The Issaquah city council voted unanimously Monday night to spend $988,000 to study, fix and activate its contaminated No. 4 groundwater well. The well was found to have PFC chemical contamination at levels three times what the EPA advises is safe.
The water in Issaquah has consistently met all EPA standards, but the city took the well — and the deeper one right next to it — out of service last month while studying a way to fix the issue and find the source of the PFC contamination.
The council voted to fund a mechanical carbon filter process to remove the chemicals at the well and study the contamination’s origin. Engineers told the council the No. 4 and No. 5 wells are necessary to meet demand as the weather gets warmer.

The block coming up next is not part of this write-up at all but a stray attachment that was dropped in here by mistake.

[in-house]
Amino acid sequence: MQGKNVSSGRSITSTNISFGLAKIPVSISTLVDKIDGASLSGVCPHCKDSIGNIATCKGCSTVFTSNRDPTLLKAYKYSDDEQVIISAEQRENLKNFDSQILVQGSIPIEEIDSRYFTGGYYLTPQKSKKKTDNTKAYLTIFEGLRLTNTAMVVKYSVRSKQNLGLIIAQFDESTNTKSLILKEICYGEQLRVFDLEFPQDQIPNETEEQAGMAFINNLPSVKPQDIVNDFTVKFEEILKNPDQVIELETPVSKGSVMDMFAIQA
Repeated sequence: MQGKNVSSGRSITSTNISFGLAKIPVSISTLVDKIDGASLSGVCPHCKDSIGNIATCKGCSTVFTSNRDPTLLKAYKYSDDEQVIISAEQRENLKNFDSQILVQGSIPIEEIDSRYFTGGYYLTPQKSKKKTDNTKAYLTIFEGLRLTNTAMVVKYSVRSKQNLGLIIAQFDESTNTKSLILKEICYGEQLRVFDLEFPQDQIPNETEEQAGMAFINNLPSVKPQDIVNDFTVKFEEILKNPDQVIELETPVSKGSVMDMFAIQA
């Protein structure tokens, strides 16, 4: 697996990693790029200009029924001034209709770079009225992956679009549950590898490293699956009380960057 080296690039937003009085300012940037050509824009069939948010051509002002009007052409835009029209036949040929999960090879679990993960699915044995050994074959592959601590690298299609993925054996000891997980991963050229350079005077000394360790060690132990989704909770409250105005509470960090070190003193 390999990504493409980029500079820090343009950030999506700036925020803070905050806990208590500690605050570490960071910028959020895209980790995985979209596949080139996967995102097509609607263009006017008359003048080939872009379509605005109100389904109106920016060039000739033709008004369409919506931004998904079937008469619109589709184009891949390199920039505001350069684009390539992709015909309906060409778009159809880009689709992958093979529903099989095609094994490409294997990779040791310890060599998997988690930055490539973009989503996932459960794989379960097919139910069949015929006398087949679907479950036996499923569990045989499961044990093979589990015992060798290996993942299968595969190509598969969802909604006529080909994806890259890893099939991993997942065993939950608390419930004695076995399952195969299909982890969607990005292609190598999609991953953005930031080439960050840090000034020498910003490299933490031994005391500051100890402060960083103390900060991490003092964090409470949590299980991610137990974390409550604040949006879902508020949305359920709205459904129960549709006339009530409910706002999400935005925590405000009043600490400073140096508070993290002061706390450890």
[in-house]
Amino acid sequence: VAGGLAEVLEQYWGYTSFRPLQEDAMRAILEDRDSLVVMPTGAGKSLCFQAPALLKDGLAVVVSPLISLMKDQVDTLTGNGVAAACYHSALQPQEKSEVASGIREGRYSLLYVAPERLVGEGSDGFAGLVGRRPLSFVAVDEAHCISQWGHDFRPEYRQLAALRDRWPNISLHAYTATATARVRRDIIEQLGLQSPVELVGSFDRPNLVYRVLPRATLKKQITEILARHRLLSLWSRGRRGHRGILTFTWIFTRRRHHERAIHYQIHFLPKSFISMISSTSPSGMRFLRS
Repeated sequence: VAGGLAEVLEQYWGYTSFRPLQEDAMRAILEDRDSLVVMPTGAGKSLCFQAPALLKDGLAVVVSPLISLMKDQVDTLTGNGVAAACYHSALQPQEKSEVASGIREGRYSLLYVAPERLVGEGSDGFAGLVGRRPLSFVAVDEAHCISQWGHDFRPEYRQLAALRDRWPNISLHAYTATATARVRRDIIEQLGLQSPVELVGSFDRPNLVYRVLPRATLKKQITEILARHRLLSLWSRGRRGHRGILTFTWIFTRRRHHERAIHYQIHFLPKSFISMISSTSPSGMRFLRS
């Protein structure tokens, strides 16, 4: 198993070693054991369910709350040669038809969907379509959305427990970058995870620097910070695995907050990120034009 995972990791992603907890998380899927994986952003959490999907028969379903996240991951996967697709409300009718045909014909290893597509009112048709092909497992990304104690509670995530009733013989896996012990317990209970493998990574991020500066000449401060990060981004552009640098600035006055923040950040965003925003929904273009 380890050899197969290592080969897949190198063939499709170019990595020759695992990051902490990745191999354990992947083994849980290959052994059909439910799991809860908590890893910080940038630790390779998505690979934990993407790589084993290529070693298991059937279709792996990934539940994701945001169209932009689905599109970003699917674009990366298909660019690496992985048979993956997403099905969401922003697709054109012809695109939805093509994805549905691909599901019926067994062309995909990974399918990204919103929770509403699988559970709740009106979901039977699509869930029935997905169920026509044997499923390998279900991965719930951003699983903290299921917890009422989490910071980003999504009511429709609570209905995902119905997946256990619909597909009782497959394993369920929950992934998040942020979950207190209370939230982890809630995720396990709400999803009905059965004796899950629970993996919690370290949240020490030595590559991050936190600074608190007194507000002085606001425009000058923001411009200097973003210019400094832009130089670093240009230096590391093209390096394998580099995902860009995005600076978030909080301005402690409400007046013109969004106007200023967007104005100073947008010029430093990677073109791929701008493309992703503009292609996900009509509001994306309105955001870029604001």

“If we take four and five out of the mix now, we don’t have enough water to serve those areas in the summer that are traditionally served by groundwater,” said engineer Jeff Hanson.
The PFC chemical found in Issaquah water is Perfluorooctane Sulfonate (or PFOS). It was found at levels exceeding EPA guidelines, but the parts per million ratio was deemed to be safe when Issaquah blended the water with other wells. Animals tested with PFOS in studies suffered liver, thyroid, developmental and immune system damage.
Although the source of the chemical contamination is still unknown, some believe the contamination happened in 2002 when thousands of gallons of firefighting foam made with PFOS was used to douse a gasoline tanker fire on I-90 at State Route 900.